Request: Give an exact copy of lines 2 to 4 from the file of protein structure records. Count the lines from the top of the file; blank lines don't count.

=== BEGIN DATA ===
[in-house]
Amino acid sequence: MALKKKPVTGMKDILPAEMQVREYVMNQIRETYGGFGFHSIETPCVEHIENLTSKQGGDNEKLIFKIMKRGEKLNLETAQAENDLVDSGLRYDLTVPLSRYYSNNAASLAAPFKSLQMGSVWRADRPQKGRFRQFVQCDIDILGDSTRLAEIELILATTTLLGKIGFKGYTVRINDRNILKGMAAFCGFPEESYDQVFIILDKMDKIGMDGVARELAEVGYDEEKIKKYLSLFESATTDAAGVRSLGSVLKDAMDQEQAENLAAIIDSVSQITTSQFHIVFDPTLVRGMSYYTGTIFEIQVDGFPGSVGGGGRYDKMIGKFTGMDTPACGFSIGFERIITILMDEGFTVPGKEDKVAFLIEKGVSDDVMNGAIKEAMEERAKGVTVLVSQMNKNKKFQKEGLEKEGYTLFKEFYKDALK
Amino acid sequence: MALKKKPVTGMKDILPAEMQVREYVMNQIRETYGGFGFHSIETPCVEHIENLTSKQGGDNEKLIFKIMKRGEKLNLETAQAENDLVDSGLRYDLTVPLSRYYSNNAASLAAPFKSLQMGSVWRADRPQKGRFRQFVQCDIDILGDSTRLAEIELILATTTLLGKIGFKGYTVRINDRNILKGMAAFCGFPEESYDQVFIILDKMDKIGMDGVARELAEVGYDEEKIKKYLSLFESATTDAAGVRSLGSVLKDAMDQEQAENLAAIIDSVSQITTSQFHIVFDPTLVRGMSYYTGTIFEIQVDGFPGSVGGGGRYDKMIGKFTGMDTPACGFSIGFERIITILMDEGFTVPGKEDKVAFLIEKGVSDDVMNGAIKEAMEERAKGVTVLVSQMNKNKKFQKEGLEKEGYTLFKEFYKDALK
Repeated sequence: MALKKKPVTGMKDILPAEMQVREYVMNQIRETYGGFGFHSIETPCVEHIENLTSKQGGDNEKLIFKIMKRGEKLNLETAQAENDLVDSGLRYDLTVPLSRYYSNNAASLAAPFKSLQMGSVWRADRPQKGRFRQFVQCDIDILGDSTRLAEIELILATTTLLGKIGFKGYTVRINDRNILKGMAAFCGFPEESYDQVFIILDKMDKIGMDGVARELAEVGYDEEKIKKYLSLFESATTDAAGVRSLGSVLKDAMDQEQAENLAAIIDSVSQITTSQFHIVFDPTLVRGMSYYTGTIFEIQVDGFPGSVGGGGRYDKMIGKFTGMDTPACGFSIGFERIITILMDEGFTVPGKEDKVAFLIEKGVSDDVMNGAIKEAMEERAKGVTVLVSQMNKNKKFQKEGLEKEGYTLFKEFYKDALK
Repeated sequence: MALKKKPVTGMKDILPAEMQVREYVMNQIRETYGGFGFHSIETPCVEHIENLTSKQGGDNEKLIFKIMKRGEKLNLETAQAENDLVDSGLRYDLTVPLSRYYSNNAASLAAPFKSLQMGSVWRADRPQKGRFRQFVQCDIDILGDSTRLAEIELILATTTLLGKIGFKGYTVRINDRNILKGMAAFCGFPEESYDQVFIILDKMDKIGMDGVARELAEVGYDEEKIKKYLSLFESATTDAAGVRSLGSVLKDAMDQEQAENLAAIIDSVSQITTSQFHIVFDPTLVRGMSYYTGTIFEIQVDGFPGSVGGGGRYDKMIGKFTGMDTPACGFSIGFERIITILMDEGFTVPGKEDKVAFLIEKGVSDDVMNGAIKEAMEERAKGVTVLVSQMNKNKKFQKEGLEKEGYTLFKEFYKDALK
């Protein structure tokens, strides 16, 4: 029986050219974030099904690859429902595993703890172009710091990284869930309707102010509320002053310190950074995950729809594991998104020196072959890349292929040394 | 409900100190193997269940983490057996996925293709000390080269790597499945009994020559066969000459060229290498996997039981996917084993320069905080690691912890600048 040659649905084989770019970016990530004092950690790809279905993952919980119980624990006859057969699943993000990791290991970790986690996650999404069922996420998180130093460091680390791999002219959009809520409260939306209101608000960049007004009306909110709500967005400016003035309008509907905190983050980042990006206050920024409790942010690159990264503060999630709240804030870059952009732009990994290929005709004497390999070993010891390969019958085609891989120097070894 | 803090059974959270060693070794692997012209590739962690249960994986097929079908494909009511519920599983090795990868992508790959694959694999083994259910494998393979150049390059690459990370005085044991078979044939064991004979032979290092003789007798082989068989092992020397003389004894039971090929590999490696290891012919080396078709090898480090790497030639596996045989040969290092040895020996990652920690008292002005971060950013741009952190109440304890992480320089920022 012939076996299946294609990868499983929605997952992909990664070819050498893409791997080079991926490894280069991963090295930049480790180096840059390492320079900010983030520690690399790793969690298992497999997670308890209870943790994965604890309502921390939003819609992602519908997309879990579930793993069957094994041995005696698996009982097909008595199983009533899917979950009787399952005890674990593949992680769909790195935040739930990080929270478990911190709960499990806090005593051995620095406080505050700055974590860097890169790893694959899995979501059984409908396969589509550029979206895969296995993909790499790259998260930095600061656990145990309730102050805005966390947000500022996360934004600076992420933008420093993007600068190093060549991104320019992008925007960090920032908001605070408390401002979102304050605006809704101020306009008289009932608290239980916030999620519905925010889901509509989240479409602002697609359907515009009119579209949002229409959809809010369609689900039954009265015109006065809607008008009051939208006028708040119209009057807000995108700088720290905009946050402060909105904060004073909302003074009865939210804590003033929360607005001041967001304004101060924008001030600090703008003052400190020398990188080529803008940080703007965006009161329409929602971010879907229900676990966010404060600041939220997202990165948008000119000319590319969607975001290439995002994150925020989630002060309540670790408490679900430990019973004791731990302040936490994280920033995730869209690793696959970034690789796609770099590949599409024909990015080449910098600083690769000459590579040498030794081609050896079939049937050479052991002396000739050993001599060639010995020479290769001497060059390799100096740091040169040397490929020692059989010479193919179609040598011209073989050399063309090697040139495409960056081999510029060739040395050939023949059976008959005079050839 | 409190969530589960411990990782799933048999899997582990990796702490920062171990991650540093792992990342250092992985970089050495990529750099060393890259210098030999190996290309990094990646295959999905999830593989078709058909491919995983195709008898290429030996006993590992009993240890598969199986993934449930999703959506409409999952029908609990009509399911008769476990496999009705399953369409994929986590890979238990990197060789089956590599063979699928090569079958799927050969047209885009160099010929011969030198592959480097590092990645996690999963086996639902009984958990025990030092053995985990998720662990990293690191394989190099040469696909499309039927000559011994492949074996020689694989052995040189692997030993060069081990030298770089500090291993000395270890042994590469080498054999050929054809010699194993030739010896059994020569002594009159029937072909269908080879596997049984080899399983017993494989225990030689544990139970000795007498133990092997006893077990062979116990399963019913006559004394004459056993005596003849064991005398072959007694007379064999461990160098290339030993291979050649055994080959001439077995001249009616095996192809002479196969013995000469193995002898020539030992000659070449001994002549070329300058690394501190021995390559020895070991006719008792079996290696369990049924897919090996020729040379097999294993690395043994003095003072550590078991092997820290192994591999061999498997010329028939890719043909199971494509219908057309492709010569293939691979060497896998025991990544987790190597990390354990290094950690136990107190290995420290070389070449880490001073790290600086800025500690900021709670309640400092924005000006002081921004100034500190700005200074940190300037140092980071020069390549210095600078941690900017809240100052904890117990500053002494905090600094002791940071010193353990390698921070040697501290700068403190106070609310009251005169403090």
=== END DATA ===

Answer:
Amino acid sequence: MALKKKPVTGMKDILPAEMQVREYVMNQIRETYGGFGFHSIETPCVEHIENLTSKQGGDNEKLIFKIMKRGEKLNLETAQAENDLVDSGLRYDLTVPLSRYYSNNAASLAAPFKSLQMGSVWRADRPQKGRFRQFVQCDIDILGDSTRLAEIELILATTTLLGKIGFKGYTVRINDRNILKGMAAFCGFPEESYDQVFIILDKMDKIGMDGVARELAEVGYDEEKIKKYLSLFESATTDAAGVRSLGSVLKDAMDQEQAENLAAIIDSVSQITTSQFHIVFDPTLVRGMSYYTGTIFEIQVDGFPGSVGGGGRYDKMIGKFTGMDTPACGFSIGFERIITILMDEGFTVPGKEDKVAFLIEKGVSDDVMNGAIKEAMEERAKGVTVLVSQMNKNKKFQKEGLEKEGYTLFKEFYKDALK
Amino acid sequence: MALKKKPVTGMKDILPAEMQVREYVMNQIRETYGGFGFHSIETPCVEHIENLTSKQGGDNEKLIFKIMKRGEKLNLETAQAENDLVDSGLRYDLTVPLSRYYSNNAASLAAPFKSLQMGSVWRADRPQKGRFRQFVQCDIDILGDSTRLAEIELILATTTLLGKIGFKGYTVRINDRNILKGMAAFCGFPEESYDQVFIILDKMDKIGMDGVARELAEVGYDEEKIKKYLSLFESATTDAAGVRSLGSVLKDAMDQEQAENLAAIIDSVSQITTSQFHIVFDPTLVRGMSYYTGTIFEIQVDGFPGSVGGGGRYDKMIGKFTGMDTPACGFSIGFERIITILMDEGFTVPGKEDKVAFLIEKGVSDDVMNGAIKEAMEERAKGVTVLVSQMNKNKKFQKEGLEKEGYTLFKEFYKDALK
Repeated sequence: MALKKKPVTGMKDILPAEMQVREYVMNQIRETYGGFGFHSIETPCVEHIENLTSKQGGDNEKLIFKIMKRGEKLNLETAQAENDLVDSGLRYDLTVPLSRYYSNNAASLAAPFKSLQMGSVWRADRPQKGRFRQFVQCDIDILGDSTRLAEIELILATTTLLGKIGFKGYTVRINDRNILKGMAAFCGFPEESYDQVFIILDKMDKIGMDGVARELAEVGYDEEKIKKYLSLFESATTDAAGVRSLGSVLKDAMDQEQAENLAAIIDSVSQITTSQFHIVFDPTLVRGMSYYTGTIFEIQVDGFPGSVGGGGRYDKMIGKFTGMDTPACGFSIGFERIITILMDEGFTVPGKEDKVAFLIEKGVSDDVMNGAIKEAMEERAKGVTVLVSQMNKNKKFQKEGLEKEGYTLFKEFYKDALK